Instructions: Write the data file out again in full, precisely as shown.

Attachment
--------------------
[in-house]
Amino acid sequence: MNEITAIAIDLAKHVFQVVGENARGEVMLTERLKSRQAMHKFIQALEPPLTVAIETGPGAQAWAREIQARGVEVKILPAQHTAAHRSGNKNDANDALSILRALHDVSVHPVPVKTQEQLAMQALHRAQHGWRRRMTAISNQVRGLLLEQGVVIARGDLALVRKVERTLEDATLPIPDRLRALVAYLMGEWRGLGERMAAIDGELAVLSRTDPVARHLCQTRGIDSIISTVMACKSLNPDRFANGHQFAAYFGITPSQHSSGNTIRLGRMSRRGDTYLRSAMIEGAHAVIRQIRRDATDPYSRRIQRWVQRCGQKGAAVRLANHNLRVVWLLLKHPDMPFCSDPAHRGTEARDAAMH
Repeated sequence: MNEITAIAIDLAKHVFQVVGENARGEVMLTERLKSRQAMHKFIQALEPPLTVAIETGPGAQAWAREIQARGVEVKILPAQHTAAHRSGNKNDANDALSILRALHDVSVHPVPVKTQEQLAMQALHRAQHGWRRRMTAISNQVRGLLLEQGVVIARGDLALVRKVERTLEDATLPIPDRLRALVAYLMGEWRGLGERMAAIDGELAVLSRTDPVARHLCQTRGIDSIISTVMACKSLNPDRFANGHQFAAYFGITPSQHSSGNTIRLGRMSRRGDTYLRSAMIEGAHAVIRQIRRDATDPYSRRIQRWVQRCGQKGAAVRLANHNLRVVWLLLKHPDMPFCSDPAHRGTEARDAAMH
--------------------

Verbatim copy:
[in-house]
Amino acid sequence: MNEITAIAIDLAKHVFQVVGENARGEVMLTERLKSRQAMHKFIQALEPPLTVAIETGPGAQAWAREIQARGVEVKILPAQHTAAHRSGNKNDANDALSILRALHDVSVHPVPVKTQEQLAMQALHRAQHGWRRRMTAISNQVRGLLLEQGVVIARGDLALVRKVERTLEDATLPIPDRLRALVAYLMGEWRGLGERMAAIDGELAVLSRTDPVARHLCQTRGIDSIISTVMACKSLNPDRFANGHQFAAYFGITPSQHSSGNTIRLGRMSRRGDTYLRSAMIEGAHAVIRQIRRDATDPYSRRIQRWVQRCGQKGAAVRLANHNLRVVWLLLKHPDMPFCSDPAHRGTEARDAAMH
Repeated sequence: MNEITAIAIDLAKHVFQVVGENARGEVMLTERLKSRQAMHKFIQALEPPLTVAIETGPGAQAWAREIQARGVEVKILPAQHTAAHRSGNKNDANDALSILRALHDVSVHPVPVKTQEQLAMQALHRAQHGWRRRMTAISNQVRGLLLEQGVVIARGDLALVRKVERTLEDATLPIPDRLRALVAYLMGEWRGLGERMAAIDGELAVLSRTDPVARHLCQTRGIDSIISTVMACKSLNPDRFANGHQFAAYFGITPSQHSSGNTIRLGRMSRRGDTYLRSAMIEGAHAVIRQIRRDATDPYSRRIQRWVQRCGQKGAAVRLANHNLRVVWLLLKHPDMPFCSDPAHRGTEARDAAMH